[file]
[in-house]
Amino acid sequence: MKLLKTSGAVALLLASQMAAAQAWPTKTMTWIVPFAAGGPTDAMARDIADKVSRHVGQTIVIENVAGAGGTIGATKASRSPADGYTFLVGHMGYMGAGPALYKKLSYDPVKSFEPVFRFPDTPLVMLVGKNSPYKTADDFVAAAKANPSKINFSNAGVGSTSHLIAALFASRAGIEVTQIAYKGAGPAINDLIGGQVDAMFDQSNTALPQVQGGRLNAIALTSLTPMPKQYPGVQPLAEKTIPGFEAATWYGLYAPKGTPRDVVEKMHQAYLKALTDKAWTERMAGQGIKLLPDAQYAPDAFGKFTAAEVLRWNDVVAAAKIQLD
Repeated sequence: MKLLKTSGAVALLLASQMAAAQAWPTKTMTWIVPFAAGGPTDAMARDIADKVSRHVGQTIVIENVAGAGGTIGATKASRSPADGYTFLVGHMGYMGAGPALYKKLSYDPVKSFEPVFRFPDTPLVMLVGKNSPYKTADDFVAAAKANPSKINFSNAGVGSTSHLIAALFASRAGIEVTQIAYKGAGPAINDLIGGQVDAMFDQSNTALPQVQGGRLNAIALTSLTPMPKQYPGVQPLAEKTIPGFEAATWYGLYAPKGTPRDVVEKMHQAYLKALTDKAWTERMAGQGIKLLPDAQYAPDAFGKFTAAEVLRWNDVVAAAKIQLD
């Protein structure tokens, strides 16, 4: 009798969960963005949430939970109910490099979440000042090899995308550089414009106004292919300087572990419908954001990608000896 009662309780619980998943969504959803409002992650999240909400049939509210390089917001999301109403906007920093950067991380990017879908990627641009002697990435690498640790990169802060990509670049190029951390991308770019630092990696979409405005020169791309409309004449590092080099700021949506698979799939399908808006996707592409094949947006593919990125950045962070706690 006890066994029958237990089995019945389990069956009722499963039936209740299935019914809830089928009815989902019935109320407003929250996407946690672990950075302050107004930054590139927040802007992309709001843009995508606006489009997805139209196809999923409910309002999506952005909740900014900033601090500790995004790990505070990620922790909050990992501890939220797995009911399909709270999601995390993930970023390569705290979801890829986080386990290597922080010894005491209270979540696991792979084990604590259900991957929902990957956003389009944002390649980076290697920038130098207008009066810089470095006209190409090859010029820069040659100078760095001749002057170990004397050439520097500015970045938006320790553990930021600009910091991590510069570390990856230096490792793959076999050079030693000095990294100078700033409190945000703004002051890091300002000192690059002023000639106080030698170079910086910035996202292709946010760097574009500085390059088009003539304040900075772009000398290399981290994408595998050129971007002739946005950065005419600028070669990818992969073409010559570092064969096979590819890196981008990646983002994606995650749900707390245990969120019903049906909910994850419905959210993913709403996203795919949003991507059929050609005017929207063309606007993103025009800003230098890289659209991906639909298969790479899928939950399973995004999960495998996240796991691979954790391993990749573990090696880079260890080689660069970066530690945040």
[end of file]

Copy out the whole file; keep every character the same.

[in-house]
Amino acid sequence: MKLLKTSGAVALLLASQMAAAQAWPTKTMTWIVPFAAGGPTDAMARDIADKVSRHVGQTIVIENVAGAGGTIGATKASRSPADGYTFLVGHMGYMGAGPALYKKLSYDPVKSFEPVFRFPDTPLVMLVGKNSPYKTADDFVAAAKANPSKINFSNAGVGSTSHLIAALFASRAGIEVTQIAYKGAGPAINDLIGGQVDAMFDQSNTALPQVQGGRLNAIALTSLTPMPKQYPGVQPLAEKTIPGFEAATWYGLYAPKGTPRDVVEKMHQAYLKALTDKAWTERMAGQGIKLLPDAQYAPDAFGKFTAAEVLRWNDVVAAAKIQLD
Repeated sequence: MKLLKTSGAVALLLASQMAAAQAWPTKTMTWIVPFAAGGPTDAMARDIADKVSRHVGQTIVIENVAGAGGTIGATKASRSPADGYTFLVGHMGYMGAGPALYKKLSYDPVKSFEPVFRFPDTPLVMLVGKNSPYKTADDFVAAAKANPSKINFSNAGVGSTSHLIAALFASRAGIEVTQIAYKGAGPAINDLIGGQVDAMFDQSNTALPQVQGGRLNAIALTSLTPMPKQYPGVQPLAEKTIPGFEAATWYGLYAPKGTPRDVVEKMHQAYLKALTDKAWTERMAGQGIKLLPDAQYAPDAFGKFTAAEVLRWNDVVAAAKIQLD
């Protein structure tokens, strides 16, 4: 009798969960963005949430939970109910490099979440000042090899995308550089414009106004292919300087572990419908954001990608000896 009662309780619980998943969504959803409002992650999240909400049939509210390089917001999301109403906007920093950067991380990017879908990627641009002697990435690498640790990169802060990509670049190029951390991308770019630092990696979409405005020169791309409309004449590092080099700021949506698979799939399908808006996707592409094949947006593919990125950045962070706690 006890066994029958237990089995019945389990069956009722499963039936209740299935019914809830089928009815989902019935109320407003929250996407946690672990950075302050107004930054590139927040802007992309709001843009995508606006489009997805139209196809999923409910309002999506952005909740900014900033601090500790995004790990505070990620922790909050990992501890939220797995009911399909709270999601995390993930970023390569705290979801890829986080386990290597922080010894005491209270979540696991792979084990604590259900991957929902990957956003389009944002390649980076290697920038130098207008009066810089470095006209190409090859010029820069040659100078760095001749002057170990004397050439520097500015970045938006320790553990930021600009910091991590510069570390990856230096490792793959076999050079030693000095990294100078700033409190945000703004002051890091300002000192690059002023000639106080030698170079910086910035996202292709946010760097574009500085390059088009003539304040900075772009000398290399981290994408595998050129971007002739946005950065005419600028070669990818992969073409010559570092064969096979590819890196981008990646983002994606995650749900707390245990969120019903049906909910994850419905959210993913709403996203795919949003991507059929050609005017929207063309606007993103025009800003230098890289659209991906639909298969790479899928939950399973995004999960495998996240796991691979954790391993990749573990090696880079260890080689660069970066530690945040």